Productivity

Decision Fatigue & Why I Do My Most Important Work First

The concept of decision fatigue gained popularity in 2011 with an article in the New York Times Magazine. Essentially, our willpower decreases throughout the day as we make all sorts of large and small decisions. Lifehacker did a good job of summing it up at the time: Each decision you make and the more choices you make throughout the day, the harder it gets for your brain to continue to make decisions. The result is that towards the end of the day when you’re low… Continue reading

7/25/17

Applying “HELL YEAH Or No”

Derek Sivers has a very short, very popular, and very timeless post entitled No “yes.” Either “HELL YEAH!” or “no.” The gist of it is: When deciding whether to do something, if you feel anything less than “Wow! That would be amazing! Absolutely! Hell yeah!” — then say “no.” Derek discussed this in more detail in this great Tim Ferriss Show podcast if you’re interested in learning more about how he came up with this approach. He does mention that when you’re just starting out… Continue reading

5/23/17

One Technique for Preventing Unnecessary Phone Calls

Last year I wrote about How a Single Meeting Can Derail an Entire Day. As we’ve grown, the semi-legitimate meeting requests have increased significantly. Pure Adapt probably uses hundreds of different products and services to keep our business running, from financial (accounting software, banking, etc) to technical (servers, backup, etc) to shipping (supplies and carriers), and that’s not including all of the suppliers that Detailed Image works with. We’re large enough at this point that most of these companies have assigned a sales rep to… Continue reading

4/25/17

Repurposing An Old iPad As A Second Monitor

Over the winter we had some major construction done on our house. For a few weeks my office became a staging area for the crew. Before the project started I lowered my standing desk, threw a few tarps over it, and set myself up a temporary work space on a card table in the guest bedroom. I had an old 1080p monitor and keyboard, which I figured would be better ergonomically and for my productivity than working on my laptop. I was correct, but a… Continue reading

4/4/17

My #1 Productivity & Life Balance Improvement From 2016

It’s rare that I make a productivity change that I would call life changing, but there’s one quick and simple change that I made last year that I think meets that criteria. When I stop to think about it, I marvel at its effectiveness. About a year ago I wrote about how I set up Gmail label notifications on Android as a means to disconnect. Essentially, anytime there’s an urgent work issue that needs my attention I receive a notification on my phone. Most of… Continue reading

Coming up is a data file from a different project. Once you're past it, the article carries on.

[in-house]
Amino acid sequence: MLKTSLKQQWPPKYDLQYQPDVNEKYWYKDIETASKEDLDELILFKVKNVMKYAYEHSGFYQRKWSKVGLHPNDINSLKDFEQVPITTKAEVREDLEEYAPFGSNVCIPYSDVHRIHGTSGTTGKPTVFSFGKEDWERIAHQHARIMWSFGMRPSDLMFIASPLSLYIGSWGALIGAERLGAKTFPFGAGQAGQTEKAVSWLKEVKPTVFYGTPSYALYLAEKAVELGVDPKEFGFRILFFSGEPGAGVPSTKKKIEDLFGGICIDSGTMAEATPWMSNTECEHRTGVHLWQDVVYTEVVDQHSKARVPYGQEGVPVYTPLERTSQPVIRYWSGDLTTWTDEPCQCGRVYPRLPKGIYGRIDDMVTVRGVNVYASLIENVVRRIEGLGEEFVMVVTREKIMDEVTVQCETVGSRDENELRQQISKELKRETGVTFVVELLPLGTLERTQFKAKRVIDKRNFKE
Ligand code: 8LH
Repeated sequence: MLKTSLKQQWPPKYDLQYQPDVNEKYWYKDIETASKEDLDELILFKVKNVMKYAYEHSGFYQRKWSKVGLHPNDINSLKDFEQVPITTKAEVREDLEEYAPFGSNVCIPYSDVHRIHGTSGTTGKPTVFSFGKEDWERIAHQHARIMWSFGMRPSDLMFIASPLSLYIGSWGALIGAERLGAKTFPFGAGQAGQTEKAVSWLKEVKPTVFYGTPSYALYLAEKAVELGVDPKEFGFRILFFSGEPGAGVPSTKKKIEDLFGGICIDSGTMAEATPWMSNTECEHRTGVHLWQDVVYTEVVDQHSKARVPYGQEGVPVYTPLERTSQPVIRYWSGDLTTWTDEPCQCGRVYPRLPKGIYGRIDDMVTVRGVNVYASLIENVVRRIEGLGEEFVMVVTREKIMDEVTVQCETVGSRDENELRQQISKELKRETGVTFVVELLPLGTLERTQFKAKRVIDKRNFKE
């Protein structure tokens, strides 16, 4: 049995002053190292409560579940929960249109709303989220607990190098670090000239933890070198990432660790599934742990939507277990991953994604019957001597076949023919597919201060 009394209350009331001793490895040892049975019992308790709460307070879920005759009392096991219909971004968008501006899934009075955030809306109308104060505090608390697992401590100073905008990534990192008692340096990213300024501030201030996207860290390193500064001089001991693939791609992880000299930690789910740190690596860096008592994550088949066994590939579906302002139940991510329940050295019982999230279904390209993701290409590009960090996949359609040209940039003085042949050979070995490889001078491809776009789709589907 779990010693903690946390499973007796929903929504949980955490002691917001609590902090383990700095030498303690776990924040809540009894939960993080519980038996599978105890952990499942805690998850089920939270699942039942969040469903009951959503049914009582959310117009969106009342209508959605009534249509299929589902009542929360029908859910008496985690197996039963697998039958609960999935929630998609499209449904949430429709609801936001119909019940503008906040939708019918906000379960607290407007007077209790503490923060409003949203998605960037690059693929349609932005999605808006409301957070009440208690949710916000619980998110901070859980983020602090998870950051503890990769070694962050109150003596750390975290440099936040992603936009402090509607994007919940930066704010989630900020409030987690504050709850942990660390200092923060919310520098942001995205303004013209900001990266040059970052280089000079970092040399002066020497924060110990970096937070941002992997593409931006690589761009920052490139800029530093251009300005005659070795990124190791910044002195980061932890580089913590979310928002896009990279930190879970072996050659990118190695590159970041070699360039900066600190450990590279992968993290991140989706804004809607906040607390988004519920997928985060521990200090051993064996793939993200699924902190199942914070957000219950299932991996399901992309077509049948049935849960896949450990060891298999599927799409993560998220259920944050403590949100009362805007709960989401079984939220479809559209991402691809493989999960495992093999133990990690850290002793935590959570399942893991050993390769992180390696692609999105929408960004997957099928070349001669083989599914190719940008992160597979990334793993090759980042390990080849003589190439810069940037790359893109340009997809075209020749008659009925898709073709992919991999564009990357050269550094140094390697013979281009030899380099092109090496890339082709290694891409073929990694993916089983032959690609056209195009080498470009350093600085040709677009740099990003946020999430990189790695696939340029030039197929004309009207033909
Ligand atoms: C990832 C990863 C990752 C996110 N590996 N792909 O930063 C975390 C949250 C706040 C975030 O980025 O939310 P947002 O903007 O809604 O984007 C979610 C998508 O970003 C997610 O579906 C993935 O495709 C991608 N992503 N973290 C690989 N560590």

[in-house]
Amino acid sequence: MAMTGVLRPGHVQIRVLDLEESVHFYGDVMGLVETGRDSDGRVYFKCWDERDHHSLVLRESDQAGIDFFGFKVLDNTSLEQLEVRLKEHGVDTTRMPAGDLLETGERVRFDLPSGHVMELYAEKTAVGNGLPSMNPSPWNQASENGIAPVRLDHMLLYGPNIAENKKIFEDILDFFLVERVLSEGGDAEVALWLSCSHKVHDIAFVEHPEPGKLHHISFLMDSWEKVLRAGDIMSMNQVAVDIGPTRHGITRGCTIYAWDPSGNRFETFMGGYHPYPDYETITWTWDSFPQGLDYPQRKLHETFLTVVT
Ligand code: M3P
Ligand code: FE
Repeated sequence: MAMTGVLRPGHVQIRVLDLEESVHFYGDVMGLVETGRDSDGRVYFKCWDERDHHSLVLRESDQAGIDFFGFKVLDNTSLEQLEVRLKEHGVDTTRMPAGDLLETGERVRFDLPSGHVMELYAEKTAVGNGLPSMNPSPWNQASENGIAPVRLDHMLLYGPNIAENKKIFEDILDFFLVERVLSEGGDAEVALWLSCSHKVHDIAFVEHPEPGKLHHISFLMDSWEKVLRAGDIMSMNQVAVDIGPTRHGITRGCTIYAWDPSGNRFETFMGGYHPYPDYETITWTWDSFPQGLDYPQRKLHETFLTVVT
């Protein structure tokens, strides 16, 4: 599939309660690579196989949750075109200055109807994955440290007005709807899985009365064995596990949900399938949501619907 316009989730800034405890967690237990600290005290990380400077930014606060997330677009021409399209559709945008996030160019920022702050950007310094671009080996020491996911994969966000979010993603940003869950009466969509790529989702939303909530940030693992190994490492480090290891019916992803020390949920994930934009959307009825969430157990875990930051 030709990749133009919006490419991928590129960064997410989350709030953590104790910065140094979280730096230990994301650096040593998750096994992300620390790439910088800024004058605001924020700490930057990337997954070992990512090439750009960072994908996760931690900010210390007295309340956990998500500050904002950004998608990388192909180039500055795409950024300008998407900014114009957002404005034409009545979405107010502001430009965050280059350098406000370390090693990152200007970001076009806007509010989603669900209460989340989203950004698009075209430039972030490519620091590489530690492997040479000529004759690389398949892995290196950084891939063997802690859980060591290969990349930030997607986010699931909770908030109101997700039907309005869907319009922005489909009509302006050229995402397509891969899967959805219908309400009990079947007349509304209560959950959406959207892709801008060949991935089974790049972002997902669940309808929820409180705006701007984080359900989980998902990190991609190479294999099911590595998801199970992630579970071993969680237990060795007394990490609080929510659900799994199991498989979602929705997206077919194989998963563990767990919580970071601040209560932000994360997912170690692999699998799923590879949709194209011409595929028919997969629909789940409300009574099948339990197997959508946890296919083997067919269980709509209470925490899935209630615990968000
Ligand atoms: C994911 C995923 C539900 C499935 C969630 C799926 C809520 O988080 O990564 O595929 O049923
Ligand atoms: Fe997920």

1/17/17

How a Single Meeting Can Derail an Entire Day

If I’m not careful I can find myself spending my entire day performing tasks associated with running the business: checking email, taking phone calls, scheduling meetings, communicating with our employees, documenting processes, and the like. As we’ve grown it’s been harder and harder to carve out uninterrupted time to program and work on other important projects that will help grow the business. I’ve had to work harder and harder to guard my schedule. In doing so I often think back to an essay from 2009… Continue reading

11/22/16

Minimizing Commuting Isn’t Just About Saving Time

A few weeks ago I came across this article in the Albany Business Review that stated: What would you do if you suddenly had two extra days each year? The average commuter in the Albany-Schenectady-Troy metro area spends about that much time, 42 hours a year, stuck in traffic, according to a new study from the Auto Insurance Center. That’s not even that bad: 42 hours is the average across the country. New York City commuters spend 74 hours a year in traffic, and Washington,… Continue reading

9/12/16

How Tea Helps Me Get Into A Flow State

A few weeks ago I wrote about listening to one song over and over again on repeat to improve focus. There has been a lot written about flow states, or “getting into the zone” as it’s often called. The Wikipedia entry does a good job of summing it up: In positive psychology, flow, also known as the zone, is the mental state of operation in which a person performing an activity is fully immersed in a feeling of energized focus, full involvement, and enjoyment in… Continue reading

8/25/16

Listening To One Song On Repeat Over And Over Again

Years ago I read an interview with WordPress founder Matt Mullenweg where he described how he listened to a single song over and over again on repeat to help him focus. I remember thinking at the time how weird yet interesting that was. Then I heard Matt on the Tim Ferriss podcast last year, and again he described how he listened to one song on repeat. It turns out that blogger Joseph Mosby did some research and there’s actually some science behind the idea: I… Continue reading

8/9/16

How I Read Business Books In An Hour

About five years ago I almost completely stopped reading business books. I read a ton of them in the roughly 10 years prior as I was finishing college, leaving my job, and venturing out on my own. Some of it was that I had shifted my learning/doing balance to more doing and less learning. Another factor was that there just wasn’t that much out there new that interested me because of how much I had read previously. The biggest factor though, was that they just… Continue reading

7/13/16